Steven Soderbergh’s surreal look at the state of money in the world, and those who cheat to keep it makes for a fun time. The Laundromat based on “Secrecy World: Inside the Panama Papers Investigation of Illicit Money Networks and the Global Elite” by Jake Bernstein, concerning an anonymous leak of millions of files from the Mossack and Fonseca law firm in Panama, that ripped the lid off international financial misdeeds and conspiracy. The film casts a wide net over a series of global episodes sharing a common thread – greed. Meryl Streep is breathtaking, and must be seen to be believed as a retiree celebrating her 40th anniversary when the tourist boat they’re on sinks, killing 20 including her husband. Her attempts to claim the insurance money he left her are for naught as the insurance company doesn’t really exist. Or does it? She hops a plane to Nevis, a tax evasion haven to investigate. Meanwhile, fraudsters, I mean lawyers played by Gary Oldman Antonio Banderas lead us through the illicit money maze through skits, history lessons and vivid demos, starting with the caveman to today’s corrupt international financial system and the crooks that run it. It’s wildly and abruptly episodic, but it’s also a schadenfreude hoot. Sharon Stone, Jeffrey Wright, Robert Patrick, David Schwimmer, Will Forte and Matthias Schoenaerts co-star. Limited Theatrical Release in Toronto Oct 4th and on Netflix Oct 18.
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I don’t have the stomach for Joker. Theatres are on high alert, and watching a deranged character mow people down for two hours sucks. I’m told this stand-alone DC universe outing is “brilliant”, and that its “profoundly disturbing” and as one wag says, “pernicious garbage”. Joaquin Phoenix who refuses to answer questions about extreme violence plays Batman’s foe as an incel unable to deal with how society treats him triggered by a failed attempt at stand-up, no luck with the ladies, and existential issues. So, he becomes a shooter. Co-stars Robert De Niro and Zazie Beetz. Directed by Todd Miller.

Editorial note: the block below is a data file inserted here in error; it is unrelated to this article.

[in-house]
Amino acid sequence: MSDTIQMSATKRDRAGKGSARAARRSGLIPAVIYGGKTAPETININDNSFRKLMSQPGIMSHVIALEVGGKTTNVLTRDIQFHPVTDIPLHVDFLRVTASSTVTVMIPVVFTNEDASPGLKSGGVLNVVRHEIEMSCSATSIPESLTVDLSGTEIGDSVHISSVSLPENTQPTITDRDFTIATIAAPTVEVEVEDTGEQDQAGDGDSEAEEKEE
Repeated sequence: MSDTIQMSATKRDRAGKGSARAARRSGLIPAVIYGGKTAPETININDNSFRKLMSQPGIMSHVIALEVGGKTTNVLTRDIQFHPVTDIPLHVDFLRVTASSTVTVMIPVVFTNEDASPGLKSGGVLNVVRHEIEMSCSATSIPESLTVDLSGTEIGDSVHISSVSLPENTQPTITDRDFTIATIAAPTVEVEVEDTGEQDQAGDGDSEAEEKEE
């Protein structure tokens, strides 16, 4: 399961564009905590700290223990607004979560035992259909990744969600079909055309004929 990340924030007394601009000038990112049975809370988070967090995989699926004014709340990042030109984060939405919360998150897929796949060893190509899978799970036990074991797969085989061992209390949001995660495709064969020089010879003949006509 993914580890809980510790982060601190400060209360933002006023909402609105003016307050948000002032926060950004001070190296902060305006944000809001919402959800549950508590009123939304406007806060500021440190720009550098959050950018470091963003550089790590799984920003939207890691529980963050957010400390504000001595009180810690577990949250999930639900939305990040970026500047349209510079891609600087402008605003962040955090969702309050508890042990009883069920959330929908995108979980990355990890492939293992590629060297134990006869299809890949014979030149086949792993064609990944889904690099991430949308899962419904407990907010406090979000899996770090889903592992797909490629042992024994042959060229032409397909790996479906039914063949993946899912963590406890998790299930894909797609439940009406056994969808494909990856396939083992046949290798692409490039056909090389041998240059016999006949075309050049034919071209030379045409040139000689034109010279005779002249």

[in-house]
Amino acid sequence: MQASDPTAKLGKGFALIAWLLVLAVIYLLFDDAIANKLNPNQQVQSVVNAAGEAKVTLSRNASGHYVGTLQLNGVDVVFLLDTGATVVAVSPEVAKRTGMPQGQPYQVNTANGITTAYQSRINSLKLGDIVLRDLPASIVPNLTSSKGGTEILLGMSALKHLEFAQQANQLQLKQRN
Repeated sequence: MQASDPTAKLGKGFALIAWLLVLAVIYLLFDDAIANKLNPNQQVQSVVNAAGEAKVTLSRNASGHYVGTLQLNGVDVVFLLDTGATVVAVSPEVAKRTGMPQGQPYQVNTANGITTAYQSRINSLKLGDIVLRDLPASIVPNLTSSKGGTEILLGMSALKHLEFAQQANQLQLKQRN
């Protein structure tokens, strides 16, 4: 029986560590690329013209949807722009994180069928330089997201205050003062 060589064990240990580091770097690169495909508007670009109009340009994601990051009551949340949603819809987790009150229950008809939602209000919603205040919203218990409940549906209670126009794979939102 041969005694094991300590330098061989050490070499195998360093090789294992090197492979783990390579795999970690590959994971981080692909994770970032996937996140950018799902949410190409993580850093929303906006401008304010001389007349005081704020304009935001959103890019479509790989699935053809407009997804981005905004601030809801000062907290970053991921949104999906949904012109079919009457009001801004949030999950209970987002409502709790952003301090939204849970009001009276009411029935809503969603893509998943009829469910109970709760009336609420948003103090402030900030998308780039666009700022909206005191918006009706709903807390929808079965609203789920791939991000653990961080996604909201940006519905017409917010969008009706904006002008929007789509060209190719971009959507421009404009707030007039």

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Speaking of evil thugs, ever wonder why Trump is the way he is, driven by the need to get ahead at any cost, including ruining others, lying without conscience, refusing to take responsibility, and claiming victory in loss? It may have begun with his mobbed up real estate developer father’s influence but its clear from Matt Tyrnauer’s doc Where’s My Roy Cohn? that Cohn gave Trump a roadmap. Tyrnauer persuasively reveals a character believed by many to be evil who was as close to power in the US as its possible to get without actually being President, a political huckster who helped shape the careers of some of the worst figures in modern US history including Red Scare zealot Joe McCarthy, Richard Nixon, Fox News Rupert Murdoch, New York’s controlling mob families and Trump. Cohn was allegedly a self loathing gay man who gleefully prosecuted gay men. He burned a boat for insurance killing a crew member then denied the boat was his. Roger Stone thinks he’s vicious! The litany of this man’s behaviours is one thing, but his proximity to power is altogether crucial. His ideas and words live on, coming out of Trump’s mouth; Cohn bragged that he didn’t care about the law, that he liked being feared, that he was “the executioner” and he knew he’d have a bad end.